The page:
Thursday, June 29, 2006

The travails of being Devil’s Advocate.

Didn’t we just love Karan Thapar grilling Arjun “Reservation” Singh? He’s been in good form of late, particularly since this reservation thing came up. After Arjun Singh, he makes Kamal Nath look silly. And recently, his nosiness makes Rahul Bajaj loose his cool.

But last week Karan ran into the inimitable Arun Shourie and he finally proved that being Devil’s advocate is not an easy job after all. Up against a well read man of amazing clarity of thought , our own home-grown Tim Sebastian, was found floundering on more than one occasion.

Sample this:

Karan Thapar: Compare it with 2006. Name one village out of India’s 6,00,000 villages where the Dalits are permitted to stay in the centre of the village. Not only are they banished to the outskirts, but in most cases, they are required to live in the south side so that the wind that blows over them doesn’t pollute the village. That is the extent of discrimination they still suffer.

Arun Shourie: And the wind in all of South India comes from the south my friend. I don’t know where you get this nonsense from?

Karan Thapar: Chandrabhan Prasad, perhaps one of the few Dalit intellectual scholars, who can easily confirm the facts to you.

Arun Shourie: Well, maybe. We have all got impressions about India. India is a large country. Almost every statement about India must be true, but the south business is quite silly because if you come to Goa my friend, you see the wind coming form the south. You come to Kerala, you see the wind coming from the south.

There’s more coming:

Karan Thapar: You have answered it in terms of the moral obligation. Let me point out to you the efficacy between ’47 and ’97. In those 50 years alone, the number of Dalits who as a result of reservations went to schools and colleges grew from 1.74 million to 27.92 million. During the same period, the number of Dalit graduates jumped from 50,000 to over 5.5 million. That’s an example of how reservations have helped and you are denying this to them.

Arun Shourie: Just one second. For the total number of persons going to school, what is the statistics from 1947 to 2006?

Karan Thapar: What do you mean the total number?

Arun Shourie: Irrespective of Dalits. The total number of school-going population in India from 1947 and now. Tell me.

Karan Thapar: I don’t know the answer, but the point that I am making is that the percentage of both has increased. I am saying the percentage of Dalits has increased because of reservations. Otherwise the system would have kept them out.

And finally the knock-out punch from Mr. Shourie:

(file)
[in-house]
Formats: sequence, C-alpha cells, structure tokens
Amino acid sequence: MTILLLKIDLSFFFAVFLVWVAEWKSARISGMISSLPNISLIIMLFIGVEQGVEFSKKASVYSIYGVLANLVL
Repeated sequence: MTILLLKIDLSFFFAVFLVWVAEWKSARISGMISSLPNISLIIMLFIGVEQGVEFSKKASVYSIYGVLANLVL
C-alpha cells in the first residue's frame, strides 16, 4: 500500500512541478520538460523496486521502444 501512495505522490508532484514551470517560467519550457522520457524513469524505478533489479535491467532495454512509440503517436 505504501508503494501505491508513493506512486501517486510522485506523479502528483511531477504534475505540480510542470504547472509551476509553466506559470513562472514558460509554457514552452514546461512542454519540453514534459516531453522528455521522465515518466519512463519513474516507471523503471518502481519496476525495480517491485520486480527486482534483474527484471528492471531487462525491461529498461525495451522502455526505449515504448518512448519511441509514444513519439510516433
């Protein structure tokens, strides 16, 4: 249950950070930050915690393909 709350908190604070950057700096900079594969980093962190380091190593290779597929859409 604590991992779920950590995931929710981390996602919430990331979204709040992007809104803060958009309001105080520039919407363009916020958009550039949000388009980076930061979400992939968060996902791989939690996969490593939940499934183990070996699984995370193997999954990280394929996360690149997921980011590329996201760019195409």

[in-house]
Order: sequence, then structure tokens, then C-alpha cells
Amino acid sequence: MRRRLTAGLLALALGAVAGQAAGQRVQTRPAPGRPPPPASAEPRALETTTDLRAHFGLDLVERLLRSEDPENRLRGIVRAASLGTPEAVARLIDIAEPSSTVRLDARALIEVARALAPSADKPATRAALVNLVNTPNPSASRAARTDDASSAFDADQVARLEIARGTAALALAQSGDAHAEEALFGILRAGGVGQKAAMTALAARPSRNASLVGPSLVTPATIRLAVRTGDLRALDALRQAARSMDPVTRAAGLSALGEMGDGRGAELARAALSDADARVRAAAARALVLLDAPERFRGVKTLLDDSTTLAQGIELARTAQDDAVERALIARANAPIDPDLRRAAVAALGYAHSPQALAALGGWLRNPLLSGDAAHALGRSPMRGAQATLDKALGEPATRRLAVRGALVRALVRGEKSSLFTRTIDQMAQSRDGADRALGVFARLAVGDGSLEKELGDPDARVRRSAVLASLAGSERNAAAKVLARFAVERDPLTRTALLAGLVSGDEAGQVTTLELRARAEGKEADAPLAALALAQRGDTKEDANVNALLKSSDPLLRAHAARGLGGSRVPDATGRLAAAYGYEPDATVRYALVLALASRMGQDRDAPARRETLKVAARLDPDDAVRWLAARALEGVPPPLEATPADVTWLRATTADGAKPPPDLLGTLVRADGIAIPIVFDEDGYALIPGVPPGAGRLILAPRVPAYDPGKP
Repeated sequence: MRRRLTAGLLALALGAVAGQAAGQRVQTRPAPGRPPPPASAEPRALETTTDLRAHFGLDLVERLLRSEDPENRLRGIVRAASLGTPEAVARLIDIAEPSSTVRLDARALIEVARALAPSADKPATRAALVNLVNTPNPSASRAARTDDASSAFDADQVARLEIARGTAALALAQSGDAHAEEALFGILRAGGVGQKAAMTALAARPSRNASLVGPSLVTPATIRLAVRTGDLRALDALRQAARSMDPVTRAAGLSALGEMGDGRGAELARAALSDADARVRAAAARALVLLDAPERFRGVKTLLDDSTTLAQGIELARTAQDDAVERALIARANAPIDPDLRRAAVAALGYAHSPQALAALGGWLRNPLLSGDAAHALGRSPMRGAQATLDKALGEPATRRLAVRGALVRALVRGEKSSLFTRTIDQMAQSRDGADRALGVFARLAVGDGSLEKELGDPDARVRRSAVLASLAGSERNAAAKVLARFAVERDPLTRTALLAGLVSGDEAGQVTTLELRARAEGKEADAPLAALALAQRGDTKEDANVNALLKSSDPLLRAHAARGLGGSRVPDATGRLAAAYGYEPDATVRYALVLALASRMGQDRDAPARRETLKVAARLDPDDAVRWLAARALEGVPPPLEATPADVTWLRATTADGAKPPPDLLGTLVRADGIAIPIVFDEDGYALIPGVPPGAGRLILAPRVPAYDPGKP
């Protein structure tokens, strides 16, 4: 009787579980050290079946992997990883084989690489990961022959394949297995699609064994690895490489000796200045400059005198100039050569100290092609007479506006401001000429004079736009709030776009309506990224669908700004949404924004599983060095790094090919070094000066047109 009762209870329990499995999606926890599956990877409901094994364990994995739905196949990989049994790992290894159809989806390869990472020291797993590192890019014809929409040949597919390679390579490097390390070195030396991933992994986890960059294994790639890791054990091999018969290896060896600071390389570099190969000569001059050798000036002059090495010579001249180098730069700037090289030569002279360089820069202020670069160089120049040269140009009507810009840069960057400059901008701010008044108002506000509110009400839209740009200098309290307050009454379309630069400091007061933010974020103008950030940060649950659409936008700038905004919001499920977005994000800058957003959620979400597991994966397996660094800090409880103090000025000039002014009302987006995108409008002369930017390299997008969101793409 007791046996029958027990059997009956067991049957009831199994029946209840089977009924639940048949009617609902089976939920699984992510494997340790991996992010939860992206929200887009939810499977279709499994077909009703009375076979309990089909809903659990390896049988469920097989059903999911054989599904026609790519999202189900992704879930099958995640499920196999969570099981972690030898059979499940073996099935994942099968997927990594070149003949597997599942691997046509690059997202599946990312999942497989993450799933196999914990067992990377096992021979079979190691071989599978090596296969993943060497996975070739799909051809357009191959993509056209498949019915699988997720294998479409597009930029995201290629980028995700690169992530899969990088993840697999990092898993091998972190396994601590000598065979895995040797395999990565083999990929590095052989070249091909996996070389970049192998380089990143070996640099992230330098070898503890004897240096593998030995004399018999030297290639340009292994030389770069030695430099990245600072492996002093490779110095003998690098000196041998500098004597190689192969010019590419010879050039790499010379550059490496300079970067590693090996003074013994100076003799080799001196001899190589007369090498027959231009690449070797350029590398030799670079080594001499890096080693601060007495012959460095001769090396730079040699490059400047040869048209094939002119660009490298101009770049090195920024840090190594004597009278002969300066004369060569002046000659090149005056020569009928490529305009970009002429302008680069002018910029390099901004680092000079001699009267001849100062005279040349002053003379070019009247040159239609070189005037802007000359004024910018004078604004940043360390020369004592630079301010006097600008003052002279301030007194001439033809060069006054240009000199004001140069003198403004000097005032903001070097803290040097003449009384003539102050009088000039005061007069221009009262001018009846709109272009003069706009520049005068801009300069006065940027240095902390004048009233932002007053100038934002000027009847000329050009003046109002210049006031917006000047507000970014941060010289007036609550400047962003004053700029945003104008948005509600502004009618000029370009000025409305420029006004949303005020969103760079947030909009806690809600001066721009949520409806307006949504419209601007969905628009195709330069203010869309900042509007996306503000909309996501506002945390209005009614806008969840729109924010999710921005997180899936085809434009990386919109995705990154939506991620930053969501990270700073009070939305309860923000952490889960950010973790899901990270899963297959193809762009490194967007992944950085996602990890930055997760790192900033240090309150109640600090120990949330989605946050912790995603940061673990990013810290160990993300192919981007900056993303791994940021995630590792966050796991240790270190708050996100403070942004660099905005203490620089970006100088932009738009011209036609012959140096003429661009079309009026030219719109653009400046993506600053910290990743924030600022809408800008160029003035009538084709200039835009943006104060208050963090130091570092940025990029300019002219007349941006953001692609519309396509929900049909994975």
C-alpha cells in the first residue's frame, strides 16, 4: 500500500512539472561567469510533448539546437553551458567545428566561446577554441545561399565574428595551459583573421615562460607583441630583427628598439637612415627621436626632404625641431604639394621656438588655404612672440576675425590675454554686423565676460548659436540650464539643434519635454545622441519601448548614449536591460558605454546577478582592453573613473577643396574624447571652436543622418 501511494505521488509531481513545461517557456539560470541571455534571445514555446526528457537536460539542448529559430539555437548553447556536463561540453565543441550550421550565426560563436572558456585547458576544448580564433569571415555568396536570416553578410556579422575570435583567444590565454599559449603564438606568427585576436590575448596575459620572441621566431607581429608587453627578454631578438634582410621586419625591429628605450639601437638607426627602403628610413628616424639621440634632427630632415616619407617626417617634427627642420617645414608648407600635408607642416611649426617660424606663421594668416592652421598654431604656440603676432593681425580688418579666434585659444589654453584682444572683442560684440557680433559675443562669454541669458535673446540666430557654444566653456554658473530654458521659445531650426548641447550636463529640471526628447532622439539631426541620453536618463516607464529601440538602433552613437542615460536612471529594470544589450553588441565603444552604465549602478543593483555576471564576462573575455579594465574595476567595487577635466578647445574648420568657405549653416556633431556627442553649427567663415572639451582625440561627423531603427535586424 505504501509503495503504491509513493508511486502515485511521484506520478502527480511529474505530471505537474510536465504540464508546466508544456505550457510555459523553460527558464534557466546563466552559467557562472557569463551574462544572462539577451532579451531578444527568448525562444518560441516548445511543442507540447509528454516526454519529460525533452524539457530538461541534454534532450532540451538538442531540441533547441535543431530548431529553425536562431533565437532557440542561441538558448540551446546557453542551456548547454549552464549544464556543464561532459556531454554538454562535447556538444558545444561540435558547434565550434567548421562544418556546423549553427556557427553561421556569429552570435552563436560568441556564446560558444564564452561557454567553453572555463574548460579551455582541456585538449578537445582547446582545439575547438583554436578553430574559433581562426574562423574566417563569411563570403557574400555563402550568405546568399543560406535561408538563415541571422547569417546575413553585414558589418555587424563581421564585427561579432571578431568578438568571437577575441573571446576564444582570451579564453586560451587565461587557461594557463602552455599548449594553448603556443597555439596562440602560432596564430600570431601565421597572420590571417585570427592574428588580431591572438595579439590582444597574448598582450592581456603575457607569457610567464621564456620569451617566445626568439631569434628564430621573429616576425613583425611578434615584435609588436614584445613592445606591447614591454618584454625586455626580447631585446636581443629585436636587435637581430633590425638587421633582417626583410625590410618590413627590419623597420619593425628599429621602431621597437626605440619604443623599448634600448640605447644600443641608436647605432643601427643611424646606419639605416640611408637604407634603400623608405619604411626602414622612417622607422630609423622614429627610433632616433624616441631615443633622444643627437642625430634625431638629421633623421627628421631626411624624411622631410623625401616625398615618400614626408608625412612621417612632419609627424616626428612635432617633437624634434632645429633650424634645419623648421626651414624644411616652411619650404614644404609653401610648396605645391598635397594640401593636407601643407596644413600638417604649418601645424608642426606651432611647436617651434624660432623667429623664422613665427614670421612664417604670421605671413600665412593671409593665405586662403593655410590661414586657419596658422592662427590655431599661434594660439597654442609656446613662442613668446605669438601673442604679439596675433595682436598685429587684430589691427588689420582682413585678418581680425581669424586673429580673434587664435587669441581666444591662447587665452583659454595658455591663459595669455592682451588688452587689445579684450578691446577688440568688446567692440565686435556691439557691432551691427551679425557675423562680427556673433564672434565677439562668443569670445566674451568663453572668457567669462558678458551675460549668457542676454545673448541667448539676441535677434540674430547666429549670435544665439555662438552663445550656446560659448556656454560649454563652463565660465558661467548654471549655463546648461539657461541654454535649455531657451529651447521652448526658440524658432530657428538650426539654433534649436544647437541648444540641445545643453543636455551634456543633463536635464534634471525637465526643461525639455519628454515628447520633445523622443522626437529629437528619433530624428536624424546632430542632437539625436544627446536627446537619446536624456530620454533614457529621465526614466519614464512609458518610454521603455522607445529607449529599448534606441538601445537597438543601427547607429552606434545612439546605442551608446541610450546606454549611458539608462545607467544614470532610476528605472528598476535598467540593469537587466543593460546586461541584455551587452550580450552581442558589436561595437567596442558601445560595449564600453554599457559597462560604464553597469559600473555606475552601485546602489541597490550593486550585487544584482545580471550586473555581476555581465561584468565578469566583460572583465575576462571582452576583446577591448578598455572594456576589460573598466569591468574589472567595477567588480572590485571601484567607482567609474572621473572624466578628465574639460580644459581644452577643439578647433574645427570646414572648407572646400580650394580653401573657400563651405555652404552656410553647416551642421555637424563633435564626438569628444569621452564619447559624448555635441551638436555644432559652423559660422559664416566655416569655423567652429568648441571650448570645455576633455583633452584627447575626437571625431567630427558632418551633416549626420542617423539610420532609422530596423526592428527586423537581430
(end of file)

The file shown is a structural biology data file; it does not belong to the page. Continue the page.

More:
Karan Thapar: Arun Shourie, since you are implacably opposed to reservations for the Scheduled Castes, what is your preferred way of tackling the discrimination they have suffered for centuries?

Arun Shourie: Firstly, I am not against reservations only for the Scheduled Castes, but for everybody. Second point is yes, if they have suffered that kind of discrimination and we have got good records of this kind of thing happening in the South, for instance in many parts of Tamil Nadu, then the best way is social reform and these great reformers who have made an enormous difference to India in the last 200 years as testified to by the Christian missionaries themselves.

Karan Thapar: Is there a second way beyond social reforms?

Arun Shourie: Yes, there is. Second is economic growth and modernisation.

Karan Thapar: Third?

Arun Shourie: Third is to find out what is the real reason for the poor performance of the child. For instance, he cannot retain what he learns in class because of poor nutrition, give him four free meals a day.

Karan Thapar: Individual attention?

Arun Shourie: Yes, absolutely.

Karan Thapar: Is there a fourth?

Arun Shourie: Yes. There are many things. He doesn’t have a place to study, make free dormitories. He needs free textbooks, he needs training and education.

For once, Karan would have felt like tearing his hair apart and screaming. I guess that’s what happens when you are Devil’s Advocate and just have to argue even if you don’t believe in what you are arguing.

Nice try, Mr. Thapar. Stick to Jayalalithas and Arjun Singhs.

Do read the full interview, and here’s the video links – 1 and 2.

Gaurav has blogged on it here, and here’s Confused’s take.


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